You don't see Dallas-Orlando trade scenarios floated because, frankly, there aren't any that make sense. Still, the Mavericks, along with the Clippers and Nets, are one of the teams on Howard's much-discussed list, so you have to account for them. The Mavericks have cleared the salary decks for a run this summer at Howard, if he's available, and possibly Dallas native Deron Williams. This scenario assumes that Howard signs with Dallas this summer, while free-agents-to-be Jason Kidd and Jason Terry end up remaining with the Mavs on team-friendly contracts. Lamar Odom is assumed to have been bought out and his minutes replaced by a generic replacement-level player. (Though for the purposes of this simulation, we're imagining that all of this took place last summer.)
The new Howard, Dirk Nowitzki, Kidd/Terry core jumps to nearly a 10 percent chance to win a title, which is pretty good. Meanwhile, we see what happens to the Magic in the short term if Howard walks away and leaves Orlando empty-handed: Its title odds drop to zero.
2. The Magic trade Howard and Anderson to the L.A. Clippers for Blake Griffin and DeAndre Jordan.
(Clippers gain 12.2%; Magic lose 2.4%)
The Clippers are views by SCHOENE as a moderate title contender (7.2 percent) as it is, but this trade would vault L.A. into the elite. Griffin, as good as he is, resides a tier well below that of Howard. Even better, Anderson has more on-court value than Jordan. That especially holds true when you consider that everything Jordan does, Howard does better. The new core would be Chris Paul, Howard and Anderson, players who complement each other in an almost ideal sense.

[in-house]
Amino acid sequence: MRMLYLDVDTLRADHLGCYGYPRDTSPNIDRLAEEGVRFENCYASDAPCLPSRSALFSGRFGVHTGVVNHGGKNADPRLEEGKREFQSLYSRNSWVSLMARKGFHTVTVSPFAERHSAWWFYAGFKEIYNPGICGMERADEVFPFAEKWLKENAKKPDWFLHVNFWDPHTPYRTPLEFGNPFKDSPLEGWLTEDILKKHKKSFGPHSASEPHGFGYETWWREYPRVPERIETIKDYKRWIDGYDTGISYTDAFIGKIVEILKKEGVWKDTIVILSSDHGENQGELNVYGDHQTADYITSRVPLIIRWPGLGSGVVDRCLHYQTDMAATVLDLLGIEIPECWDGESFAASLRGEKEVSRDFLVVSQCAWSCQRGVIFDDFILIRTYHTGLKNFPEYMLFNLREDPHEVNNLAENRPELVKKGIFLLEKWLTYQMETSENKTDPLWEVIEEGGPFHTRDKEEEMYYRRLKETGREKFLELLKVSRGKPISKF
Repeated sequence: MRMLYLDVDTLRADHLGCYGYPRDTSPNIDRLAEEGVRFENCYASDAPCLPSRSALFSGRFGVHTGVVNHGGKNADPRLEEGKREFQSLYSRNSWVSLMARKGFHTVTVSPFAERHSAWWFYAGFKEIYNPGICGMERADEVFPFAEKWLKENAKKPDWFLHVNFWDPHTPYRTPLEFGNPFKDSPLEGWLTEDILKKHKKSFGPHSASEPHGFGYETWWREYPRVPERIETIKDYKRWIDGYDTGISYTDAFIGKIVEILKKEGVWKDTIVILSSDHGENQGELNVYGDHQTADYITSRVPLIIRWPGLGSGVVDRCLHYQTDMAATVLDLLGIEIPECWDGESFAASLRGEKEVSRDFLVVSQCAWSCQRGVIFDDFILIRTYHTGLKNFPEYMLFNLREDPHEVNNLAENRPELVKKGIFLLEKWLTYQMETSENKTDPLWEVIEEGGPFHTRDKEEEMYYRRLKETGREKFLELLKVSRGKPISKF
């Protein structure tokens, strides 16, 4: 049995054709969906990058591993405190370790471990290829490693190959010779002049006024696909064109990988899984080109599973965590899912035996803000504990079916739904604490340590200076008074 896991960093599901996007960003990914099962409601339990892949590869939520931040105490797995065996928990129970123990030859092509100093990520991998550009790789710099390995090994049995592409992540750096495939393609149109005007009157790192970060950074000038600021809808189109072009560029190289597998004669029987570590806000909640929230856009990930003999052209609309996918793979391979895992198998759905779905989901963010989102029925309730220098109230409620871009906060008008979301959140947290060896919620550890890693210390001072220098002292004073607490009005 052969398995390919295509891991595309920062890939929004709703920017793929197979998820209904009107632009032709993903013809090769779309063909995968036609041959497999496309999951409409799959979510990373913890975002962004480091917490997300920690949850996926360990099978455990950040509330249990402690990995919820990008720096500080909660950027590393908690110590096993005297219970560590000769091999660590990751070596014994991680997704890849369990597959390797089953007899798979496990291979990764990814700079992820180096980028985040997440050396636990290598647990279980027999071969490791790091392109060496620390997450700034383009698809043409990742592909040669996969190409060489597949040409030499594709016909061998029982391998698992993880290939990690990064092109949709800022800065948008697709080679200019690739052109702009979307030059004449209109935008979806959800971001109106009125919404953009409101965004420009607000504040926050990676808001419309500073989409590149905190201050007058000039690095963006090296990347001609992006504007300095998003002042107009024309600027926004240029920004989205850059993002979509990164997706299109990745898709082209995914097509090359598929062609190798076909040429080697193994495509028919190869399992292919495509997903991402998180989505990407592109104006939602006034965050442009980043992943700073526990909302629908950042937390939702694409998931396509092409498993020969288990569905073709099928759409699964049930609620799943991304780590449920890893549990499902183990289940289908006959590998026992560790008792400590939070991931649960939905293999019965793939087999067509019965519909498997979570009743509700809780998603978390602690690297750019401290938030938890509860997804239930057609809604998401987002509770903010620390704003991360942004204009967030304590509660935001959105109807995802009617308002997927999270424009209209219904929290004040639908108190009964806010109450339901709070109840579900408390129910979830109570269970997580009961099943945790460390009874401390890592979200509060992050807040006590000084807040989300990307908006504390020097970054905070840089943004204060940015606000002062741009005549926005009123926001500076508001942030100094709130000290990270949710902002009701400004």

This would be a fair swap for the Magic as well. Orlando would remain competitive in the short term, but would also have that all-important first building block in Griffin. Also, Stan Van Gundy might be better suited than Vinny Del Negro to harness Jordan's ridiculous raw ability, turning him into a Howard-style defensive anchor.
1. The Magic trade Howard and Turkoglu to Chicago for Joakim Noah, Luol Deng, Taj Gibson and the first-round pick the Bulls received from the Charlotte Bobcats.
(Bulls gain 13%; Magic lose 2.4%)
When you're talking in terms of marginal gains, no team stands to gain more from a Howard acquisition than Chicago, which would vault over Miami as the odds-on favorite to win it all. You'd be asking Howard to paper over the defensive shortcomings of his new frontcourt mates in Carlos Boozer and Turkoglu, but Bulls defensive wizard Tom Thibodeau could make it work. Even more so than Paul in L.A., Derrick Rose would make an ideal running mate for Howard because of his ability to get his own shot. Howard is not a high-volume offensive player and has always needed a high-scoring teammate to open things up in the lane.
The Magic get back plenty of future value in this deal and would be one of the league's better defensive teams right away. However, points would be hard to come by on the offensive end as Orlando would be woefully short of shot creators. That's okay--Smith presumably is thinking big picture with this one.
A version of this article originally appeared at ESPN Insider .